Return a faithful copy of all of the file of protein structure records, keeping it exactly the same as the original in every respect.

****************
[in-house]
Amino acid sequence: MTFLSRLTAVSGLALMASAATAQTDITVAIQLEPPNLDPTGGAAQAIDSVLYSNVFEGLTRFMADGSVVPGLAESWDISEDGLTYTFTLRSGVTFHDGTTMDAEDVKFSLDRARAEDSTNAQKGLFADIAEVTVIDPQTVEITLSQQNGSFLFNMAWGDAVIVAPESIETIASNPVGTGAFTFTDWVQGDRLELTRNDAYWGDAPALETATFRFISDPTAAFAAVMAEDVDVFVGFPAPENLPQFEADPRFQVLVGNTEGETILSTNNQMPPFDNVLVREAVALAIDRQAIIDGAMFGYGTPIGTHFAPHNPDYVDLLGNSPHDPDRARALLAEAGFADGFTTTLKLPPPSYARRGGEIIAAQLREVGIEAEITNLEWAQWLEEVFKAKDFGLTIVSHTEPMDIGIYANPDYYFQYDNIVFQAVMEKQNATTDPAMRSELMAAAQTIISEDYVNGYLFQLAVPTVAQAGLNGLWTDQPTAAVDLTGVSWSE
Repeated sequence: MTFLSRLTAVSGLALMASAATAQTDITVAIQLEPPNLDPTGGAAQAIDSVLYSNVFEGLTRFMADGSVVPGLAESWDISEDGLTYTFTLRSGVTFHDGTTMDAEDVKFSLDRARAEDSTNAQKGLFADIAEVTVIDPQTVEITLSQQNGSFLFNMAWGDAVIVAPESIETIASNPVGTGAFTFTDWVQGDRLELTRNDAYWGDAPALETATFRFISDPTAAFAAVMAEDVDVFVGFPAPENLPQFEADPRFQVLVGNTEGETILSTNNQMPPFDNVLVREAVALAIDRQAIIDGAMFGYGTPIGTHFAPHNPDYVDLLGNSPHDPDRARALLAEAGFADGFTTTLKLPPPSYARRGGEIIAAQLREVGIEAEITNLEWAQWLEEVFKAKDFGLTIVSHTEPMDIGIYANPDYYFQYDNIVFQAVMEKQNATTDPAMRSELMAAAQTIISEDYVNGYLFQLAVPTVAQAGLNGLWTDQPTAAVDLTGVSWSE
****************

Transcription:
[in-house]
Amino acid sequence: MTFLSRLTAVSGLALMASAATAQTDITVAIQLEPPNLDPTGGAAQAIDSVLYSNVFEGLTRFMADGSVVPGLAESWDISEDGLTYTFTLRSGVTFHDGTTMDAEDVKFSLDRARAEDSTNAQKGLFADIAEVTVIDPQTVEITLSQQNGSFLFNMAWGDAVIVAPESIETIASNPVGTGAFTFTDWVQGDRLELTRNDAYWGDAPALETATFRFISDPTAAFAAVMAEDVDVFVGFPAPENLPQFEADPRFQVLVGNTEGETILSTNNQMPPFDNVLVREAVALAIDRQAIIDGAMFGYGTPIGTHFAPHNPDYVDLLGNSPHDPDRARALLAEAGFADGFTTTLKLPPPSYARRGGEIIAAQLREVGIEAEITNLEWAQWLEEVFKAKDFGLTIVSHTEPMDIGIYANPDYYFQYDNIVFQAVMEKQNATTDPAMRSELMAAAQTIISEDYVNGYLFQLAVPTVAQAGLNGLWTDQPTAAVDLTGVSWSE
Repeated sequence: MTFLSRLTAVSGLALMASAATAQTDITVAIQLEPPNLDPTGGAAQAIDSVLYSNVFEGLTRFMADGSVVPGLAESWDISEDGLTYTFTLRSGVTFHDGTTMDAEDVKFSLDRARAEDSTNAQKGLFADIAEVTVIDPQTVEITLSQQNGSFLFNMAWGDAVIVAPESIETIASNPVGTGAFTFTDWVQGDRLELTRNDAYWGDAPALETATFRFISDPTAAFAAVMAEDVDVFVGFPAPENLPQFEADPRFQVLVGNTEGETILSTNNQMPPFDNVLVREAVALAIDRQAIIDGAMFGYGTPIGTHFAPHNPDYVDLLGNSPHDPDRARALLAEAGFADGFTTTLKLPPPSYARRGGEIIAAQLREVGIEAEITNLEWAQWLEEVFKAKDFGLTIVSHTEPMDIGIYANPDYYFQYDNIVFQAVMEKQNATTDPAMRSELMAAAQTIISEDYVNGYLFQLAVPTVAQAGLNGLWTDQPTAAVDLTGVSWSE